Boeing spends $450 million on a FLYING taxi that runs through Manhattan in 8 minutes

BOEING has invested $450 million in a flying taxi startup that hopes to put passengers above the city skyline by the end of the decade.

The US aerospace giant on Monday said Wisk Aero will use the cash to help develop its drones.

Wisk Aero wants to build a fleet of self-driving flying taxis


Wisk Aero wants to build a fleet of self-driving flying taxisCredit: Wisk Aero

Wisk, a joint venture between Boeing and flying car maker Kitty Hawk, hopes to build a fleet of electric vertical take-off and landing (eVTOL) planes.

Powered by 12 vertical and one horizontal propellers, each vehicle will accommodate up to two people and is controlled by artificial intelligence.

Passengers will order a taxi using an app. These all-electric vehicles will cover up to 62 miles on a single charge and reach a top speed of 110 mph (177 km/h).

That’s fast enough to skim the length of Manhattan in minutes.

California-based Wisk is one of dozens of eVTOL makers but differs in focusing its efforts on autonomous flight.

“Our view is Wisk’s great strategic advantage, moving straight to autonomous aircraft, building on those principles at every level of design and development,” said Boeing Chief Strategy Officer Marc Allen. . Reuters.

The decision to take a shortcut to the next generation of manned eVTOL aircraft being developed by independent startups and several aerospace groups resulted in commissioning later than the 2024 target date. that most competitors expect.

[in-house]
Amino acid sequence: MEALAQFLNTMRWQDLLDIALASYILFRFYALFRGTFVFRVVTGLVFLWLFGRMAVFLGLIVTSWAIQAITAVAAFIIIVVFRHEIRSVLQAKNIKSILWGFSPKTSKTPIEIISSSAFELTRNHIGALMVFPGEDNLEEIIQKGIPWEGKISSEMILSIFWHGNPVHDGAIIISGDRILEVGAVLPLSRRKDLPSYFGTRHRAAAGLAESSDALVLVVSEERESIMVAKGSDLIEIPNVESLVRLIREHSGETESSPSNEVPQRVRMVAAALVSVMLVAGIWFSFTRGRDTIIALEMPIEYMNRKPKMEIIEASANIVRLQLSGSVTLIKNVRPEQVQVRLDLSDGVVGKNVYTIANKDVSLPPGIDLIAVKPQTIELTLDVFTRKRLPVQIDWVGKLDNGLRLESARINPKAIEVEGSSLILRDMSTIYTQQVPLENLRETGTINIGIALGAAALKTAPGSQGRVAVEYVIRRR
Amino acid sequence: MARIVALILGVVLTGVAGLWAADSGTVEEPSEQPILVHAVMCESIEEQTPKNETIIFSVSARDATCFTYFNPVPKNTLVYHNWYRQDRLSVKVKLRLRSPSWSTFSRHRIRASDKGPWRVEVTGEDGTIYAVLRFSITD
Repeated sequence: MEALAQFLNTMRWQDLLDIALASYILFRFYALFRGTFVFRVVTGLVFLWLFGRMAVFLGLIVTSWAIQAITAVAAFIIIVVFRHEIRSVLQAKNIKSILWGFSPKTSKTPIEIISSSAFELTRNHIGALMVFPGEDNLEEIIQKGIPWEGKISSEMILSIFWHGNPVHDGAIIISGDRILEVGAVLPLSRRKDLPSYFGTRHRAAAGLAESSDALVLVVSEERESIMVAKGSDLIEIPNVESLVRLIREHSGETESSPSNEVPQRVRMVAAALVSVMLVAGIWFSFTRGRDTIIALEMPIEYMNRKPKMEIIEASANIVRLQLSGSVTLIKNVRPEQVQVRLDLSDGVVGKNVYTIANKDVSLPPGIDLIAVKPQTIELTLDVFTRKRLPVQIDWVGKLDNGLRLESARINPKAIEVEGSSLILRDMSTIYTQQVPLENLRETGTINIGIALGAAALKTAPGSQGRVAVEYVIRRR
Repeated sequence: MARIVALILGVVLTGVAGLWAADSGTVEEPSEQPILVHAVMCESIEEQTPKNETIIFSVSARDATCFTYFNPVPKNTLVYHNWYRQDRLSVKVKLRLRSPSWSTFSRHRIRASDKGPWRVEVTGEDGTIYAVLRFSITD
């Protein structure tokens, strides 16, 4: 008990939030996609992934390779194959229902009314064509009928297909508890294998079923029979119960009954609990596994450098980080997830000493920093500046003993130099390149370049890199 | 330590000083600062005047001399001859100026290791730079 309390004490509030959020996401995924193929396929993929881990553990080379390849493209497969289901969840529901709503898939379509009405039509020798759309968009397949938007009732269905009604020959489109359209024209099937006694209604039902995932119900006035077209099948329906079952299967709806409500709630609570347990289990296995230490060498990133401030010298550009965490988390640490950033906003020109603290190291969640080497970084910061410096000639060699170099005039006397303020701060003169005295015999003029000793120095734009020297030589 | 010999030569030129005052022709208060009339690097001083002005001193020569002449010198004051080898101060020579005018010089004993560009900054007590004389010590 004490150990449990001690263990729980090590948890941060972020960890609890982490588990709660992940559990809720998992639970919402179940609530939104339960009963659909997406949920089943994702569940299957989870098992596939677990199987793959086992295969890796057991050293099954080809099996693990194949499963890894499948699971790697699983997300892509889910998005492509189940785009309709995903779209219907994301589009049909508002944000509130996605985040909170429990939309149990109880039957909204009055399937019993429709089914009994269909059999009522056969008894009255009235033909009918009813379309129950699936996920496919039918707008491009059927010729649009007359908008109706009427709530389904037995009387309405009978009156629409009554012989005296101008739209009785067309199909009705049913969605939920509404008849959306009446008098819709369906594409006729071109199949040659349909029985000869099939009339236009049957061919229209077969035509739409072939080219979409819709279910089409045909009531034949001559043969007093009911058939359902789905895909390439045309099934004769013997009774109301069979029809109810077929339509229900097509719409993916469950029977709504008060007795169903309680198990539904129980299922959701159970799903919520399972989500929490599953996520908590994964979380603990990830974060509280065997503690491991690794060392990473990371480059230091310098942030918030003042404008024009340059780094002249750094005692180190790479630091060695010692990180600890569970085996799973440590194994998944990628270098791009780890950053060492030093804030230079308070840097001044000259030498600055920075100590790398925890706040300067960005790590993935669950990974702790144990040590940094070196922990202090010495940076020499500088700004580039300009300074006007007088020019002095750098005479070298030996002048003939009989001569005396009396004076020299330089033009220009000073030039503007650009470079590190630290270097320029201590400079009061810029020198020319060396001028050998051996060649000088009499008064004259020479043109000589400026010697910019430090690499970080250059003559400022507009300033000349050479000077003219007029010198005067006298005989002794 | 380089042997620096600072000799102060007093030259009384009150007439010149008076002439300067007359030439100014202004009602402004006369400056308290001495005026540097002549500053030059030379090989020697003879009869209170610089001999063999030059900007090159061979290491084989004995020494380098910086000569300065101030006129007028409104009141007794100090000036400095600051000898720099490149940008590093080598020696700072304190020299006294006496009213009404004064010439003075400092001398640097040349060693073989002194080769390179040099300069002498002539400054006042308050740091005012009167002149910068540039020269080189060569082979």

Boeing declined to say when it will name the sixth-generation Wisk passenger vehicle, but industry sources say the idea is to get it certified around 2028.

Boeing says it will be the first certified self-driving passenger vehicle in the United States.

In a statement, Wisk said the $450 million investment from Boeing would make it “one of the best-funded companies” of its kind, but gave no further details.

Fundraising follows a series of multibillion-dollar SPAC mergers by competitors in a trend that has cooled recently.

Analysts say the timetable for the certification remains the main source of uncertainty around the industry, with launch players including California-based Joby and Archer and European rivals Lilium and Vertical Aerospace.

Boeing owns an undisclosed majority of shares in Wisk.

It’s not the only aerospace company partnering with Silicon Valley to share development costs and foster a rapid innovation approach as simultaneous leaps and bounds in electrical, materials and electrical technologies. and processing put aviation within reach of startups.

“The types of constantly changing needs that will come with these emerging industries really require a wide range of collaborations between people in the industry that bring different competencies,” Allen said in an interview. “.

In addition, the heavily indebted American aerospace giant is seen as willing to co-develop know-how based on broad capabilities such as autonomy and advanced manufacturing processes, rather than control. all high end technology in house.

When asked if there could be other partnerships in Boeing’s core aerospace operations, Allen said: “Wisk is just a great example. I’m sure it won’t be the example. single instance.”

Boeing’s investment in the company could yield improvements that could be applied across Boeing’s entire portfolio, he added.


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Fry Electronics Team

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